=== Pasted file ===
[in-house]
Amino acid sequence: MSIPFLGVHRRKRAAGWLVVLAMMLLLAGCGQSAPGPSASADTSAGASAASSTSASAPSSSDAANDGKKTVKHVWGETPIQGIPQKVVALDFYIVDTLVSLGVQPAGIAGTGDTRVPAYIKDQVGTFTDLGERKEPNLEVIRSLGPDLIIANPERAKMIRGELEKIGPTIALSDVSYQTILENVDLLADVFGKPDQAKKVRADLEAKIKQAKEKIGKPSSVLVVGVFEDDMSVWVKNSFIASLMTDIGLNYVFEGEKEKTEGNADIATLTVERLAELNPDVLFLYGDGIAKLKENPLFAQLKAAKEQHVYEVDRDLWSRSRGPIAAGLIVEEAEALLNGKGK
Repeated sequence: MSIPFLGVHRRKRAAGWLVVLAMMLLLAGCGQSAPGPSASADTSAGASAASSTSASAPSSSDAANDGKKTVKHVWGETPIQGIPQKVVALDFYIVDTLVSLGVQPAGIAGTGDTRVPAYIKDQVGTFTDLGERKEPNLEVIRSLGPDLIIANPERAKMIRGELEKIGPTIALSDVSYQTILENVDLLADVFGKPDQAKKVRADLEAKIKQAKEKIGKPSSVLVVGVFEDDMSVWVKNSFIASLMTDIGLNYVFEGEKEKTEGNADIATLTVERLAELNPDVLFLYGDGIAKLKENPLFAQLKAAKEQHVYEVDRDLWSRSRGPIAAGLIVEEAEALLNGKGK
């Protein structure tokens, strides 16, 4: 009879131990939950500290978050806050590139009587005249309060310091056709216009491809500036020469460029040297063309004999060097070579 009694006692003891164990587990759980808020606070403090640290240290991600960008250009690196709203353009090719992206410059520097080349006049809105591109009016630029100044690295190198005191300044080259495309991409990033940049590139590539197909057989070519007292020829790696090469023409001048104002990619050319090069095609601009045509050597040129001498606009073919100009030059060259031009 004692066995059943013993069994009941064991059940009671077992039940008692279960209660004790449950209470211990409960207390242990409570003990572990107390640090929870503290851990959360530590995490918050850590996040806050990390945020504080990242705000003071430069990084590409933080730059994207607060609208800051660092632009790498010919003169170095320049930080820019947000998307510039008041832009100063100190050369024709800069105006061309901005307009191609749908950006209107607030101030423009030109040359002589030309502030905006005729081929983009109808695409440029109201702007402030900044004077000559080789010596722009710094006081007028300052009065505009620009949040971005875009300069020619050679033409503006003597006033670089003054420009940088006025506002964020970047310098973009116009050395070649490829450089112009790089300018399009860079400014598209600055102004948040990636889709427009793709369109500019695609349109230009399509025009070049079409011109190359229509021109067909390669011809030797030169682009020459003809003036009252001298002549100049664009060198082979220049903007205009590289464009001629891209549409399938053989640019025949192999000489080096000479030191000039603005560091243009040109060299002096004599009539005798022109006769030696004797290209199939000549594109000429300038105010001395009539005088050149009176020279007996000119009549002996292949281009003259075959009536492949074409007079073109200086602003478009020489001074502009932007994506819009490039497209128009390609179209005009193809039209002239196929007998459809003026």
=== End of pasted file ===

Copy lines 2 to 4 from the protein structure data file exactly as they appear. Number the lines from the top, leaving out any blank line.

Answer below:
Amino acid sequence: MSIPFLGVHRRKRAAGWLVVLAMMLLLAGCGQSAPGPSASADTSAGASAASSTSASAPSSSDAANDGKKTVKHVWGETPIQGIPQKVVALDFYIVDTLVSLGVQPAGIAGTGDTRVPAYIKDQVGTFTDLGERKEPNLEVIRSLGPDLIIANPERAKMIRGELEKIGPTIALSDVSYQTILENVDLLADVFGKPDQAKKVRADLEAKIKQAKEKIGKPSSVLVVGVFEDDMSVWVKNSFIASLMTDIGLNYVFEGEKEKTEGNADIATLTVERLAELNPDVLFLYGDGIAKLKENPLFAQLKAAKEQHVYEVDRDLWSRSRGPIAAGLIVEEAEALLNGKGK
Repeated sequence: MSIPFLGVHRRKRAAGWLVVLAMMLLLAGCGQSAPGPSASADTSAGASAASSTSASAPSSSDAANDGKKTVKHVWGETPIQGIPQKVVALDFYIVDTLVSLGVQPAGIAGTGDTRVPAYIKDQVGTFTDLGERKEPNLEVIRSLGPDLIIANPERAKMIRGELEKIGPTIALSDVSYQTILENVDLLADVFGKPDQAKKVRADLEAKIKQAKEKIGKPSSVLVVGVFEDDMSVWVKNSFIASLMTDIGLNYVFEGEKEKTEGNADIATLTVERLAELNPDVLFLYGDGIAKLKENPLFAQLKAAKEQHVYEVDRDLWSRSRGPIAAGLIVEEAEALLNGKGK
């Protein structure tokens, strides 16, 4: 009879131990939950500290978050806050590139009587005249309060310091056709216009491809500036020469460029040297063309004999060097070579 009694006692003891164990587990759980808020606070403090640290240290991600960008250009690196709203353009090719992206410059520097080349006049809105591109009016630029100044690295190198005191300044080259495309991409990033940049590139590539197909057989070519007292020829790696090469023409001048104002990619050319090069095609601009045509050597040129001498606009073919100009030059060259031009 004692066995059943013993069994009941064991059940009671077992039940008692279960209660004790449950209470211990409960207390242990409570003990572990107390640090929870503290851990959360530590995490918050850590996040806050990390945020504080990242705000003071430069990084590409933080730059994207607060609208800051660092632009790498010919003169170095320049930080820019947000998307510039008041832009100063100190050369024709800069105006061309901005307009191609749908950006209107607030101030423009030109040359002589030309502030905006005729081929983009109808695409440029109201702007402030900044004077000559080789010596722009710094006081007028300052009065505009620009949040971005875009300069020619050679033409503006003597006033670089003054420009940088006025506002964020970047310098973009116009050395070649490829450089112009790089300018399009860079400014598209600055102004948040990636889709427009793709369109500019695609349109230009399509025009070049079409011109190359229509021109067909390669011809030797030169682009020459003809003036009252001298002549100049664009060198082979220049903007205009590289464009001629891209549409399938053989640019025949192999000489080096000479030191000039603005560091243009040109060299002096004599009539005798022109006769030696004797290209199939000549594109000429300038105010001395009539005088050149009176020279007996000119009549002996292949281009003259075959009536492949074409007079073109200086602003478009020489001074502009932007994506819009490039497209128009390609179209005009193809039209002239196929007998459809003026």